Antibody drug conjugate (ADC) therapies have developed rapidly in recent decades. Currently, 15 ADC drugs have been approved worldwide and more than 140 ADCs are in clinical trials. By 2030, the ADC market will reach more than $15 billion.
Although the principle of ADC drugs is simple, there are many factors that need to be considered in the actual research and development and industrial production process. The design of an ideal ADC drug needs to consider the target, antibody, linker, payload, conjugation technology and their reasonable combination. Many elements need to be considered in the design of ADC drugs. The success of complex ADC drugs usually depends on the design of five elements.
Design Elements for ADC Drugs
ADC is a complex structure composed of three parts: antibody, linker and payload, which determines that its preparation process will be quite complicated. During the preparation and production process, small molecule toxins need to go through multiple synthetic steps, be dissolved in various solvents, and maintain their chemical structure and properties during these processes. In order for ADC drugs to play an effective role and achieve the expected efficacy and safety, their design and development should focus on the study of targets, antibodies, linkers, payloads, conjugation methods and their reasonable combination. The success of ADC drugs largely depends on the design of the drug.
Target selection is a critical part of ADC drug design and a major consideration in ADC development. An ideal target antigen should have the following characteristics:
Tissue specificity: the antigen should be expressed at a high level in tumor cells, but not expressed or expressed at a low level in normal tissues;
Stability: The target antigen should not easily fall off from the target tissue, so as to prevent the combination of antigen and ADC drug in the internal circulation system, reduce the amount of aggregation to the target site, and affect the efficacy and safety of the drug;
Efficient induction of internalization: After the antibody binds to the tumor cell surface antigen, the ADC-antigen complex must be able to effectively induce the internalization process and enter the tumor cell to achieve a rapid release of the payload.
In theory, ADC drugs can release toxins outside tumor cells and kill tumor cells through the "bystander effect" without cellular internalization. But in fact, the effectiveness of most ADC drugs is based on the internalized release of the drug. Therefore, after the antibody in the ADC drug binds to the tumor cell surface antigen, the ADC-antigen complex must be able to effectively induce the internalization process, enter the tumor cell, and achieve the effective release of the small molecule drug through the appropriate intracellular transport and degradation process .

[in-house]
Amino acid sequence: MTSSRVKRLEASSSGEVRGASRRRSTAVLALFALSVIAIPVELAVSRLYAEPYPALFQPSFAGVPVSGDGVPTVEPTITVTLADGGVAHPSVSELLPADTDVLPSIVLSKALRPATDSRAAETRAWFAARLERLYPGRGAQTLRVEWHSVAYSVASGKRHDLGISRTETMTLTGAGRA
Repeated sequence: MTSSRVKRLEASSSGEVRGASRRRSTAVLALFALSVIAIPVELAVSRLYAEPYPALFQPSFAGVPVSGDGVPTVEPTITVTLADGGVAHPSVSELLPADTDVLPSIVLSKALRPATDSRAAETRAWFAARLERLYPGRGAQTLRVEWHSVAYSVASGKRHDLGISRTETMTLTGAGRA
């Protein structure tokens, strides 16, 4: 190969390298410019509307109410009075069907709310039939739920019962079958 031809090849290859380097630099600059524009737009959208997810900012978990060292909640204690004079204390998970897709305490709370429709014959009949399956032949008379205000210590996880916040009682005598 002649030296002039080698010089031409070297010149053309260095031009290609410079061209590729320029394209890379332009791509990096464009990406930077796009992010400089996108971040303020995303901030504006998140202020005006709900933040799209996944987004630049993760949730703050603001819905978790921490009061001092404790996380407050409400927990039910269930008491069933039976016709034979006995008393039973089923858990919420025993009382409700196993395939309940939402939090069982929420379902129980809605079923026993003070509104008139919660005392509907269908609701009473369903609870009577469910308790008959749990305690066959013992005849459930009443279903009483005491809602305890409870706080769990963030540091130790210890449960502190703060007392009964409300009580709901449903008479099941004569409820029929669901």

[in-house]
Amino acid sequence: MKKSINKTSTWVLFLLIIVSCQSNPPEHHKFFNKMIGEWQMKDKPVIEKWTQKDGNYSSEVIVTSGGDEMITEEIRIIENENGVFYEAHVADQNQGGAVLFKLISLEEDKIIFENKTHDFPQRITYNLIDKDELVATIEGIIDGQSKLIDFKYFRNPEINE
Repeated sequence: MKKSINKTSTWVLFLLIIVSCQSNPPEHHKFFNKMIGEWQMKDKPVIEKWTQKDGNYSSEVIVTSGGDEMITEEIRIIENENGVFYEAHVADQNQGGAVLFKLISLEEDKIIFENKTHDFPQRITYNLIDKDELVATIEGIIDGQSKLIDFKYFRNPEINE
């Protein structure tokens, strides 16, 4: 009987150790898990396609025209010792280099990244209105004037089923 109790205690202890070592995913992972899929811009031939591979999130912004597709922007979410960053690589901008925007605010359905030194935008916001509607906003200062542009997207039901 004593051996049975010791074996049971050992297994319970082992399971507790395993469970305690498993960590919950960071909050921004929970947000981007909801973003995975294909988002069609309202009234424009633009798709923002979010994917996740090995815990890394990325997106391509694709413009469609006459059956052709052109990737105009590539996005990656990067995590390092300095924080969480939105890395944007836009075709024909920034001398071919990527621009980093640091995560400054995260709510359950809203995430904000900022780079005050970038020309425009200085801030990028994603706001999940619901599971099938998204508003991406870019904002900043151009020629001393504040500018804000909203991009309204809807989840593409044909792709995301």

The targets of currently approved ADC drugs include: CD33, CD30, HER2, CD22, CD79b, Nectin-4, BCMA, EGFR, CD19, tissue factor and FRa. From the perspective of development trends, the most popular target in the ADC field is HER2, followed by Trop-2. At the same time, Claudin 18.2, a popular target in the field of gastric cancer, is also another popular target currently being developed. For Claudin 18.2, in addition to ADCs, there have also been many new attempts, such as CAR-T.
The antibody moiety in the ADC can specifically bind the target antigen on the surface of tumor cells and be highly internalized into the cell, which requires the following characteristics. The first is the targeting specificity and high endocytosis. Antibodies should have high antigen specificity and affinity, and achieve efficient internalization, releasing the payload inside the cell. The second is low immunogenicity. It is necessary to select humanized or fully human antibodies to achieve the lowest immunogenicity. The third is the long circulation half-life. ADC drugs should have a long circulation time in the blood to smoothly enter tumor cells.
The antibodies of ADC drugs are mainly immunoglobulin G (IgG) antibodies, including four subtypes of IgG1, IgG2, IgG3, and IgG4. IgG1 is currently the most mainstream ADC antibody. After it binds to target cells, it can induce various immune responses such as ADCC and CDC, and has excellent characteristics such as strong stability and long half-life.
The advent of antibody-based drugs has enabled substantial progress in the treatment of a variety of diseases, including cancer, autoimmune diseases, cardiovascular diseases, benign blood disorders, and bone diseases. Antibody fragments and bispecific antibodies offer great therapeutic promise for innovative therapies. Antibodies need to meet high specificity, strong target binding ability, low immunogenicity, and low cross-reactivity, so that tumor cells can more effectively take up ADC drugs and prolong the half-life of ADC drugs in serum.
Linkers are used to link mAbs and payloads, and their chemical properties and conjugation sites are critical to the stability of ADC drugs and the release of payloads. The role of the linker: 1. Prevent the premature release of the payload in the blood circulation; 2. After the ADC enters the tumor cells, ensure the effective release of the payload.